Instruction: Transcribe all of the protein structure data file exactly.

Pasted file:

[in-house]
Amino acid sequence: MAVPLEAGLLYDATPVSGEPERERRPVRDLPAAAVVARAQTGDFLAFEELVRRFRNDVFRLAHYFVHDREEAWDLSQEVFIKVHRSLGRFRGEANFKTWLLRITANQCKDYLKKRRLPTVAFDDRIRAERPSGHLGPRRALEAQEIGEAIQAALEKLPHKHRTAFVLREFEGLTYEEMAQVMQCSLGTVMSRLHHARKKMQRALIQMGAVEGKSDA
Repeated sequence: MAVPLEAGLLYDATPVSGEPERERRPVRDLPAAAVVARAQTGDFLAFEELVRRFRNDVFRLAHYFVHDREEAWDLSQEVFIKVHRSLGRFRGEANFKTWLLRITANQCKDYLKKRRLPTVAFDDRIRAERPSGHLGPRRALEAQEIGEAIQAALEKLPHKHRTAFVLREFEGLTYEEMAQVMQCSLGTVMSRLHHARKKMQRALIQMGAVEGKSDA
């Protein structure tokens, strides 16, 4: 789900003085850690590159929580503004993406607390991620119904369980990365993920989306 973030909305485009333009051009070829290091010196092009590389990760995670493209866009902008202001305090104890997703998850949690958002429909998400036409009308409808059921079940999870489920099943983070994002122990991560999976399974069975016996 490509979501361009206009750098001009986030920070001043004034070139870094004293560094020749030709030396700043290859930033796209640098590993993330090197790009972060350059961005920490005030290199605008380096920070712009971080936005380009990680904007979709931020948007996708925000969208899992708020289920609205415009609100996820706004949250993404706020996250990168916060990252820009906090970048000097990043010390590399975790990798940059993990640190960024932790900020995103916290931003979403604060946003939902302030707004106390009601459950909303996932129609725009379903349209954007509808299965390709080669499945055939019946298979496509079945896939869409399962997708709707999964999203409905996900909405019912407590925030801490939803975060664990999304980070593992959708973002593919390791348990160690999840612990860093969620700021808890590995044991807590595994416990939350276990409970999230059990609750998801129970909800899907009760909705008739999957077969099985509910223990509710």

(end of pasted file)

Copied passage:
[in-house]
Amino acid sequence: MAVPLEAGLLYDATPVSGEPERERRPVRDLPAAAVVARAQTGDFLAFEELVRRFRNDVFRLAHYFVHDREEAWDLSQEVFIKVHRSLGRFRGEANFKTWLLRITANQCKDYLKKRRLPTVAFDDRIRAERPSGHLGPRRALEAQEIGEAIQAALEKLPHKHRTAFVLREFEGLTYEEMAQVMQCSLGTVMSRLHHARKKMQRALIQMGAVEGKSDA
Repeated sequence: MAVPLEAGLLYDATPVSGEPERERRPVRDLPAAAVVARAQTGDFLAFEELVRRFRNDVFRLAHYFVHDREEAWDLSQEVFIKVHRSLGRFRGEANFKTWLLRITANQCKDYLKKRRLPTVAFDDRIRAERPSGHLGPRRALEAQEIGEAIQAALEKLPHKHRTAFVLREFEGLTYEEMAQVMQCSLGTVMSRLHHARKKMQRALIQMGAVEGKSDA
């Protein structure tokens, strides 16, 4: 789900003085850690590159929580503004993406607390991620119904369980990365993920989306 973030909305485009333009051009070829290091010196092009590389990760995670493209866009902008202001305090104890997703998850949690958002429909998400036409009308409808059921079940999870489920099943983070994002122990991560999976399974069975016996 490509979501361009206009750098001009986030920070001043004034070139870094004293560094020749030709030396700043290859930033796209640098590993993330090197790009972060350059961005920490005030290199605008380096920070712009971080936005380009990680904007979709931020948007996708925000969208899992708020289920609205415009609100996820706004949250993404706020996250990168916060990252820009906090970048000097990043010390590399975790990798940059993990640190960024932790900020995103916290931003979403604060946003939902302030707004106390009601459950909303996932129609725009379903349209954007509808299965390709080669499945055939019946298979496509079945896939869409399962997708709707999964999203409905996900909405019912407590925030801490939803975060664990999304980070593992959708973002593919390791348990160690999840612990860093969620700021808890590995044991807590595994416990939350276990409970999230059990609750998801129970909800899907009760909705008739999957077969099985509910223990509710």